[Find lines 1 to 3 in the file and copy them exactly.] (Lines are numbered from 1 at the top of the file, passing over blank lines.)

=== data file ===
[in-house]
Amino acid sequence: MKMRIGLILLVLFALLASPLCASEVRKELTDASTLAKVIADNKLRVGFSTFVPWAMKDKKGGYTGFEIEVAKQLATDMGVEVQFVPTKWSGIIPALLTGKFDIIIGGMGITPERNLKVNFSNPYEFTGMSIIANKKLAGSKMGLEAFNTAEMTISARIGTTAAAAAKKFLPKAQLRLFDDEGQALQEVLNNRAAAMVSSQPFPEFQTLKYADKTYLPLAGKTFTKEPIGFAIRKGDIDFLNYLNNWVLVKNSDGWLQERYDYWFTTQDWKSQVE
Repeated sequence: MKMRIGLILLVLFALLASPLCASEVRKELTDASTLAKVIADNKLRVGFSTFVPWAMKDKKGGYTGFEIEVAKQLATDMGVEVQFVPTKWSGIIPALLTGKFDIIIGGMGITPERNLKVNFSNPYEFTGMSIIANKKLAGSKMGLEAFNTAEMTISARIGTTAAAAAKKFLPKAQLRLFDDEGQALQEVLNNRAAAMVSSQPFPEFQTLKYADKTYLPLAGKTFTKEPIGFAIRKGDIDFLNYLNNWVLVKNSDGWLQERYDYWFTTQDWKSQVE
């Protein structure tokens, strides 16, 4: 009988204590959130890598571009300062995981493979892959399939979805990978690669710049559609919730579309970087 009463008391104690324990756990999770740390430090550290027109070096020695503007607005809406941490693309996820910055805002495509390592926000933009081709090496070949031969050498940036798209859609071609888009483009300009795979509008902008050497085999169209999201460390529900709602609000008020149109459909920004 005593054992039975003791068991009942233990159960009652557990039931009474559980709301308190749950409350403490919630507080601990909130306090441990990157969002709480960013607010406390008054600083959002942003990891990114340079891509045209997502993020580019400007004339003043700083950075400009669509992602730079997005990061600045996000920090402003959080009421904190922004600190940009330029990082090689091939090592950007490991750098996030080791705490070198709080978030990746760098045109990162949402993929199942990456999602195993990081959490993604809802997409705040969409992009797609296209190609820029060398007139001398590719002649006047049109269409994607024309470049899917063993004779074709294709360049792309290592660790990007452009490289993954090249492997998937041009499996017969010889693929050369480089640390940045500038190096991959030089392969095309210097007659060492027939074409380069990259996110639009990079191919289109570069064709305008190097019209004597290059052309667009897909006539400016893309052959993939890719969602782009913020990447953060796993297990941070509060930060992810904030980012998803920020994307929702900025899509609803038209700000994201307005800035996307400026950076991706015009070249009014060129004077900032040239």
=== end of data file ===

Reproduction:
[in-house]
Amino acid sequence: MKMRIGLILLVLFALLASPLCASEVRKELTDASTLAKVIADNKLRVGFSTFVPWAMKDKKGGYTGFEIEVAKQLATDMGVEVQFVPTKWSGIIPALLTGKFDIIIGGMGITPERNLKVNFSNPYEFTGMSIIANKKLAGSKMGLEAFNTAEMTISARIGTTAAAAAKKFLPKAQLRLFDDEGQALQEVLNNRAAAMVSSQPFPEFQTLKYADKTYLPLAGKTFTKEPIGFAIRKGDIDFLNYLNNWVLVKNSDGWLQERYDYWFTTQDWKSQVE
Repeated sequence: MKMRIGLILLVLFALLASPLCASEVRKELTDASTLAKVIADNKLRVGFSTFVPWAMKDKKGGYTGFEIEVAKQLATDMGVEVQFVPTKWSGIIPALLTGKFDIIIGGMGITPERNLKVNFSNPYEFTGMSIIANKKLAGSKMGLEAFNTAEMTISARIGTTAAAAAKKFLPKAQLRLFDDEGQALQEVLNNRAAAMVSSQPFPEFQTLKYADKTYLPLAGKTFTKEPIGFAIRKGDIDFLNYLNNWVLVKNSDGWLQERYDYWFTTQDWKSQVE